Sophie Ellis-Bextor has seven albums, five children, a podcast and her Live Kitchen Discos during lockdown were a means of virtual escapism for many, and became weekly moments of united sequined catharsis. She joins Emma to discuss her memoir Spinning Plates: Music, Men, Motherhood and Me. Claudia Webbe, a former Labour MP for Leicester East, who now sits as an independent, was found yesterday guilty of one charge of harassment and is awaiting sentencing. She has vowed to remain an MP while she appeals against the conviction but the Labour party has called for her to resign, strongly condemning her actions. Those actions include threatening a woman with sending naked photos of her to her family and that she would throw acid in her face. We hear from solicitor Ayesha Nayyar, who has acted for a number of acid attack victims and campaigns for better support for survivors. Surgeons say women are being refused reconstructive breast surgery on the NHS, even though there are now ways of performing the operation more quickly. The confederation of British surgery say the procedure can be reduced from the traditional 8-12 hours down to 2-3, and hospital stays from 7 days to just 72 hours. Yet surgeons say many NHS Trusts still deem breast reconstruction as ‘cosmetic’, and are performing less than two-thirds of the amount of reconstructions they were pre-Covid. There are an estimated 1000 hermits living in Italy - and the majority of them are women. The history of female hermits goes back hundreds of years, with many choosing to remove themselves from a life of marriage and domesticity to a world of study, devotion and freedom from the expectations of society. But what is it like to be a hermit living in the modern world? Emma speaks to urban hermit Julia Bolton-Holloway about the misconceptions people have about the eremitical life, her journey from university lecturer to Anglican nun and now Catholic hermit - and how she balances a life of poverty, chastity and obedience with a dedication to actively helping those most in need. Predatory marriage involves a vulnerable adult being led into a marriage which financially benefits their new spouse. We discuss with Daphne Franks, who believes that her mother was a victim of a predatory marriage; and Dr Rachael Clawson, Associate Professor in Social Work at the University of Nottingham. Presenter: Emma Barnett Producer: Kirsty Starkey Interviewed Guest: Ayesha Nayyar Interviewed Guest: Nicola Johnston Interviewed Guest: Dhalia Masud Interviewed Guest: Julia Bolton-Holloway Interviewed Guest: Daphne Franks Interviewed Guest: Dr Rachael Clawson Interviewed Guest: Sophie Ellis-Bextor Photographer: Laura Lewis ... Read more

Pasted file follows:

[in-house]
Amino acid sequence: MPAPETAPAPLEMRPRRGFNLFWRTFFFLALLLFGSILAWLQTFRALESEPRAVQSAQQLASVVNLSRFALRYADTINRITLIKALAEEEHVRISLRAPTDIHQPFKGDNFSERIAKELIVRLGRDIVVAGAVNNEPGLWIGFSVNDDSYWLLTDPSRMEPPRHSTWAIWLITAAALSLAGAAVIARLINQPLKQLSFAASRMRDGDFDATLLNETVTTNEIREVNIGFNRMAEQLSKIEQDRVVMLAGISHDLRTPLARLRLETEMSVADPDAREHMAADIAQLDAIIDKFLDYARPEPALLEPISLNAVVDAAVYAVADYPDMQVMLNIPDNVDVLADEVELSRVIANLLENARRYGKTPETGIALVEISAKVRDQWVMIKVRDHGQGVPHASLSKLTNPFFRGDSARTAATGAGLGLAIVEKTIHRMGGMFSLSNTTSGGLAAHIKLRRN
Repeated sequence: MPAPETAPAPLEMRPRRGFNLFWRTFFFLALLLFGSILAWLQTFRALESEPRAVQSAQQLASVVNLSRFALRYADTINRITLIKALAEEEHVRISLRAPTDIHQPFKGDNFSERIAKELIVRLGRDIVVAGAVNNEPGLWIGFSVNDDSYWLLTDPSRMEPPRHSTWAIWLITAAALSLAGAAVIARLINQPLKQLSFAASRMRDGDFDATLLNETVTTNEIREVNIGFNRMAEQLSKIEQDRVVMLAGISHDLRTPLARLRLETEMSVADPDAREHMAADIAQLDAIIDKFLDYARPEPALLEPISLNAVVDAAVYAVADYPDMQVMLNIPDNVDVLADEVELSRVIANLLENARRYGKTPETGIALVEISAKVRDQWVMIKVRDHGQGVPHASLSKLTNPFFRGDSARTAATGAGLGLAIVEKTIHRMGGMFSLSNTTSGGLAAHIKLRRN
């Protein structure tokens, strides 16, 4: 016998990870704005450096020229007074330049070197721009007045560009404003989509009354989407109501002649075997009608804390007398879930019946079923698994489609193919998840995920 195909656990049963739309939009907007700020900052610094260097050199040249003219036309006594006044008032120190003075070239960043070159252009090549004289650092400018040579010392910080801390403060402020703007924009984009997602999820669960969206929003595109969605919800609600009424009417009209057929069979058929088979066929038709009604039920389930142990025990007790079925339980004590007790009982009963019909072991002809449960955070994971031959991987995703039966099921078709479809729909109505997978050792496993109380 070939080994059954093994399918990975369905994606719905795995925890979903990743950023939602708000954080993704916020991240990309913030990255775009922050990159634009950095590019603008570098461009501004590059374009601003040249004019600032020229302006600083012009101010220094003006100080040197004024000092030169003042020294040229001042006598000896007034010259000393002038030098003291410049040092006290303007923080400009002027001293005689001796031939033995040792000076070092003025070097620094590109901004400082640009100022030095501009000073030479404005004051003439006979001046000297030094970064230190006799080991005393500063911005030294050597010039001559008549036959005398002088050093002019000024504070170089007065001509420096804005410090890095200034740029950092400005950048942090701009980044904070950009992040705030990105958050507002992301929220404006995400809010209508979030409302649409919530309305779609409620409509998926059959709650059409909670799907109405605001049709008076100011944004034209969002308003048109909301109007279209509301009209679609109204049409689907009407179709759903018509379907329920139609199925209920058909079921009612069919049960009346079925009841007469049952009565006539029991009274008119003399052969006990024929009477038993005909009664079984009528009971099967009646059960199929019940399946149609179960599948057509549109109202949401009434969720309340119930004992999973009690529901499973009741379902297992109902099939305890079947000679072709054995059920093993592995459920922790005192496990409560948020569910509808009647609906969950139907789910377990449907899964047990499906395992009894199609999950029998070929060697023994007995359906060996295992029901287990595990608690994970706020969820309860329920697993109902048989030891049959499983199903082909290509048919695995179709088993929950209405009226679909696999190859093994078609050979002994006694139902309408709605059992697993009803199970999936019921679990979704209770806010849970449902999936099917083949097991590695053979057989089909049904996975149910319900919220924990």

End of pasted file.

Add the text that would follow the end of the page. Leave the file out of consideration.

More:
14 Oct 2021

57 MINS

57:44

14 Oct 2021


#292

Lucy Mangan, Girls & Education in Afghanistan, Sexual Assault, Consent & 'Grey Areas'

Who does what in your home? Sourcing school shoes? Calling the plumber? Sorting the threadworms? In her debut novel 'Are We Having Fun Yet?' author and columnist Lucy Mangan reveals the comic diary of Liz who is 'outwardly mute, inwardly mutinous' as she does her best to keep the domestic show on the road. In her new book Rough, Rachel Thompson looks at how violence has found its way into the bedroom. A study released this summer set out to gauge the extent of violence against women. One shocking finding revealed that half of respondents had "woken up to their male partner having sex with them or performing sex acts on them whilst they are asleep." Emma discusses these findings and the impact on women with Rachel and Dr. Jessica Taylor, co author: Understanding the Scale of Violence Committed Against Women in the UK Since Birth. For 26 days teenage girls in Afghanistan haven't been able to go to school. The Taliban has banned them from secondary schools. If girls don't go to secondary school, that means they're unlikely to go to further education or university. Under their new government, Taliban officials said that women will be allowed to study and work in accordance with the group's interpretation of Islamic religious law. Emma discusses the current situation with Yalda Hakim, presenter on BBC World; and a teacher in Afghanistan. Presented by Emma Barnett ... Read more